WASHINGTON (AFP) — The United States said Wednesday it was "speechless" after Iranian President Mahmoud Ahmadinejad voiced doubts about the accepted version of the September 11, 2001 attacks on New York and Washington.
"I am not sure what you say about a statement like that. It leaves one speechless," said State Department spokesman Sean McCormack.
"It is just misguided, misinformed rhetoric," McCormack said.
"I cannot tell whether or not it is something that he truly believes or if this is just an attempt to try to shake up public opinion in Iran or elsewhere," McCormack said.
Earlier Wednesday, Ahmadinejad called the 9/11 attacks a "suspect event" in a speech at a public rally in the holy city of Qom.
"Four or five years ago a suspect event took place in New York," Ahmadinejad said, in an address carried live on state television.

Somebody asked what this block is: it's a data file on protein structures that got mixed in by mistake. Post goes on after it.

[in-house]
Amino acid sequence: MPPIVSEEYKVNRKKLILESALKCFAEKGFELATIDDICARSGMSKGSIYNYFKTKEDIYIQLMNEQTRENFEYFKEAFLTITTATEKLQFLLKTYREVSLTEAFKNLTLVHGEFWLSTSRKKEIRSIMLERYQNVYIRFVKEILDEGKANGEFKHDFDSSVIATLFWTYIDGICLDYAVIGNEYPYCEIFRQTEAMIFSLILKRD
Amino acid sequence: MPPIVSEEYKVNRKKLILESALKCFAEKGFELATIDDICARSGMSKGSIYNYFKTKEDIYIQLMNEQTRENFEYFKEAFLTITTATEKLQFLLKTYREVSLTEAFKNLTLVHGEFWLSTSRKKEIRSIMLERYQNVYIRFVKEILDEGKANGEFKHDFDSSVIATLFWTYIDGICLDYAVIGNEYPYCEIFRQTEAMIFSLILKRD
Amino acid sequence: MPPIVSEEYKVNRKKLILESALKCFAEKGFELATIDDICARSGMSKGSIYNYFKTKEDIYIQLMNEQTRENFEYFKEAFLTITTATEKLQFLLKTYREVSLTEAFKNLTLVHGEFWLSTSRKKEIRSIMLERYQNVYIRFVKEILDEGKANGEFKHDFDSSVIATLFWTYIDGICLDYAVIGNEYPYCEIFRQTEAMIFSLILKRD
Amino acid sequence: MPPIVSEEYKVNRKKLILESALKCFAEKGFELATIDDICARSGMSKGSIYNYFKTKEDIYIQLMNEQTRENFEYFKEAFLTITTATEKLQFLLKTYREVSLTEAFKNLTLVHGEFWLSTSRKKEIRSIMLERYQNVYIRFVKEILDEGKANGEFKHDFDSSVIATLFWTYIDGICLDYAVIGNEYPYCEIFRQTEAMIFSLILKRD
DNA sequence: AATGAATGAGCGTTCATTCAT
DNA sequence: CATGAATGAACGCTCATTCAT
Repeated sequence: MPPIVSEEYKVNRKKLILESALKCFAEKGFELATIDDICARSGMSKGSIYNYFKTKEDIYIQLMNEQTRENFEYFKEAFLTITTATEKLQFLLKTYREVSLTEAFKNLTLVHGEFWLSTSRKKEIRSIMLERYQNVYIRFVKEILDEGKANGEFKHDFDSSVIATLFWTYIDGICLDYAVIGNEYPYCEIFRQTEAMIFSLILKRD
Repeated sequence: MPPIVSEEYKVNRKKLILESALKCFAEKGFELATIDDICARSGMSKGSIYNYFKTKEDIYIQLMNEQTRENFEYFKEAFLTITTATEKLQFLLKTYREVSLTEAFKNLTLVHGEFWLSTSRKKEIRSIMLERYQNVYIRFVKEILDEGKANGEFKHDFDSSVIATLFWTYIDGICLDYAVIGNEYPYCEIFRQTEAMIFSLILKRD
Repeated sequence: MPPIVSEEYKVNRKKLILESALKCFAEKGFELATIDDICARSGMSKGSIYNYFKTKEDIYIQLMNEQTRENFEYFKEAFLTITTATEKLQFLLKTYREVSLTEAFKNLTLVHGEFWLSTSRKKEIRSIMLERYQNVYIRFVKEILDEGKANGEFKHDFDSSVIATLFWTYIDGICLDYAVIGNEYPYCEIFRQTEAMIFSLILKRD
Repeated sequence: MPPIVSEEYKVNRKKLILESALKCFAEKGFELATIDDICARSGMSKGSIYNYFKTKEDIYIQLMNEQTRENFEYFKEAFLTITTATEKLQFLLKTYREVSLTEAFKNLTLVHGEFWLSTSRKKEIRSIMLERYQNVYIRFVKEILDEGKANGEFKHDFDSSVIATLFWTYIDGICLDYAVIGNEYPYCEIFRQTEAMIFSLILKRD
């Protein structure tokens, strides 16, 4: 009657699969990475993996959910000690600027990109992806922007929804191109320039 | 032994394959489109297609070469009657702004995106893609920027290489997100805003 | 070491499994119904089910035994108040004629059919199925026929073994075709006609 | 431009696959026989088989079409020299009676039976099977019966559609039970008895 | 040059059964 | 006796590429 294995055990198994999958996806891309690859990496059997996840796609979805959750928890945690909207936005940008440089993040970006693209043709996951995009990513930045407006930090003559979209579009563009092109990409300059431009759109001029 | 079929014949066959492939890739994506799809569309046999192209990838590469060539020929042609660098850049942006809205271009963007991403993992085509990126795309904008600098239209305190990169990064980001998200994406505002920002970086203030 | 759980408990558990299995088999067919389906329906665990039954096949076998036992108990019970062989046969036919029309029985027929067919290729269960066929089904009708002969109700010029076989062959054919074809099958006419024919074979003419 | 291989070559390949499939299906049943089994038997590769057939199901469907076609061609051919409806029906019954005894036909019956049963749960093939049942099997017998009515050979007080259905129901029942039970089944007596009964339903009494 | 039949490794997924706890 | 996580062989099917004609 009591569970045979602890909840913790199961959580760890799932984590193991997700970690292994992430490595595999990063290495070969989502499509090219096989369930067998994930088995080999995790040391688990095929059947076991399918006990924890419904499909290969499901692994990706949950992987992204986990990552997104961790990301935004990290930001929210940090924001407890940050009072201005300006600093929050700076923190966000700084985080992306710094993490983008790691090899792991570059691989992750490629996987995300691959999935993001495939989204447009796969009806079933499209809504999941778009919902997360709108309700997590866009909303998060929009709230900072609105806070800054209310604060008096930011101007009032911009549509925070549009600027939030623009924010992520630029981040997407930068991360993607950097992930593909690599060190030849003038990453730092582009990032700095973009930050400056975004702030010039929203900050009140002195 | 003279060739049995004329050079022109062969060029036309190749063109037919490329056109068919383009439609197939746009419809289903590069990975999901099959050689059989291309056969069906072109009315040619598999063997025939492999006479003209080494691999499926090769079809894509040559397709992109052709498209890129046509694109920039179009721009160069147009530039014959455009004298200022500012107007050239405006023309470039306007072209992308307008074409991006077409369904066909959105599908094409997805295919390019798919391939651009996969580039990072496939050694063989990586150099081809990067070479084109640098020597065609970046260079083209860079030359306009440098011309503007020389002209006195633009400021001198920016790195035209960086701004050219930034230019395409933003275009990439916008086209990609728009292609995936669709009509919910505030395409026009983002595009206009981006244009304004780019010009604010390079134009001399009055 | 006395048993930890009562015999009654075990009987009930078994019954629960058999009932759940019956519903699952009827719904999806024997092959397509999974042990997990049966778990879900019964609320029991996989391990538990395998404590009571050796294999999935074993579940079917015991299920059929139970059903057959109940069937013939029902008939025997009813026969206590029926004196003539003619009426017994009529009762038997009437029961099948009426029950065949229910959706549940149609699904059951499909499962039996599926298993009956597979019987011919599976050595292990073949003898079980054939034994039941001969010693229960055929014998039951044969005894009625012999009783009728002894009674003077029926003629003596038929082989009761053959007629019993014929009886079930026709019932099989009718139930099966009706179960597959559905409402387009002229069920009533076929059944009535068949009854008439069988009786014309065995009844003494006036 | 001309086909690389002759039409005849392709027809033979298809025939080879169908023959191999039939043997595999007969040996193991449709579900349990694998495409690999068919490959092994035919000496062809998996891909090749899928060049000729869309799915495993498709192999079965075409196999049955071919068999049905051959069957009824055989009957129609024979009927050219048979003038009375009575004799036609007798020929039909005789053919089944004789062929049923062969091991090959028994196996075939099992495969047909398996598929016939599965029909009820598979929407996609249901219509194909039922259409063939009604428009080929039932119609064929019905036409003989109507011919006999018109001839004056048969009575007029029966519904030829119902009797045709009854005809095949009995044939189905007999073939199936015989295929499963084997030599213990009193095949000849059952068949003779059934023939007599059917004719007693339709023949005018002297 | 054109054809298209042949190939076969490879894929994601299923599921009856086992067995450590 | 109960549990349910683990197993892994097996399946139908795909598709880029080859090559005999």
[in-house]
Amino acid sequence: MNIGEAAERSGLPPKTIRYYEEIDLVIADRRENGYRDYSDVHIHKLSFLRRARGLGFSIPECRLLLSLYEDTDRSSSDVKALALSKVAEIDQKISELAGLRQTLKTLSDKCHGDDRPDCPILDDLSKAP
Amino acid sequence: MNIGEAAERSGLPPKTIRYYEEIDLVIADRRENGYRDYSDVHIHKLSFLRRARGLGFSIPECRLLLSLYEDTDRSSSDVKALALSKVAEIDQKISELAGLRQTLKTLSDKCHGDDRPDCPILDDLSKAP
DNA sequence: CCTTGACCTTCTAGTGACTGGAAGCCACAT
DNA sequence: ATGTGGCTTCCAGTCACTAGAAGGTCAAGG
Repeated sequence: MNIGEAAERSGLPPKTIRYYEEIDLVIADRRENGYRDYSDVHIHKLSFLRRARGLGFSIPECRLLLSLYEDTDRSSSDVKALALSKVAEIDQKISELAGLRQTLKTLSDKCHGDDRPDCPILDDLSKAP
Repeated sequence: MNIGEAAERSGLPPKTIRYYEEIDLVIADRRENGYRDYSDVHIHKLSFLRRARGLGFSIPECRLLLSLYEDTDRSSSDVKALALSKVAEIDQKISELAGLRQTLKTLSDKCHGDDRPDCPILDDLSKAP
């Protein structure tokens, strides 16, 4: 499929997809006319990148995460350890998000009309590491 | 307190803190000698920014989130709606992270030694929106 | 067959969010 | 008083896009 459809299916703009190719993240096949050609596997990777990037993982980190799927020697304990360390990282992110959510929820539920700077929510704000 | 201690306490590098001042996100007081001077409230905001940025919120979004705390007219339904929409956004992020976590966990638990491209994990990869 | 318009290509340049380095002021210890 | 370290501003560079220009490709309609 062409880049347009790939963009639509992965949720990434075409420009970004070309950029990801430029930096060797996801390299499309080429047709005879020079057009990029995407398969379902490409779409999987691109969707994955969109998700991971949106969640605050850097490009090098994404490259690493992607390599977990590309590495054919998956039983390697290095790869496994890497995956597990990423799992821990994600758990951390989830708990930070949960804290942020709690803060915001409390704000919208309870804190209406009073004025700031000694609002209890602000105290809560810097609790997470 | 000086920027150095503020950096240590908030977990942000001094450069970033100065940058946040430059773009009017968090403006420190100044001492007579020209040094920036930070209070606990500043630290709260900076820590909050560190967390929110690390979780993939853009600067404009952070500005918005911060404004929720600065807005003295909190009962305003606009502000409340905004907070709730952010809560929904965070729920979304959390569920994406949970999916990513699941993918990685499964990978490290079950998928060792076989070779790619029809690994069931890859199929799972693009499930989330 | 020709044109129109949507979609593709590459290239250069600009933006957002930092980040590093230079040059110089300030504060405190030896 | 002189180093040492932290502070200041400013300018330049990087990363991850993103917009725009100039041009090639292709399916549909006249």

"A building collapsed and they said that 3,000 people had been killed, whose names were never published."
"Under this pretext they (the United States) attacked Afghanistan and Iraq and since then a million people have been killed," said the Iranian president.
This was the third time in just over a week that Ahmadinejad has publicly raised doubts about the September 11 airborne attacks on New York and Washington carried out by Al-Qaeda militants which killed nearly 3,000 people.
He raised the theme for the first time at a ceremony on April 8, Iran's national day marking its disputed nuclear program, which the West fears could be used to make nuclear weapons.
The president of Iran at the time of the 9/11 attacks, Mohammad Khatami, strongly condemned the assault. Tehran did not oppose the US-led invasion of Afghanistan that toppled the Taliban regime, which was hostile to the Iranian government.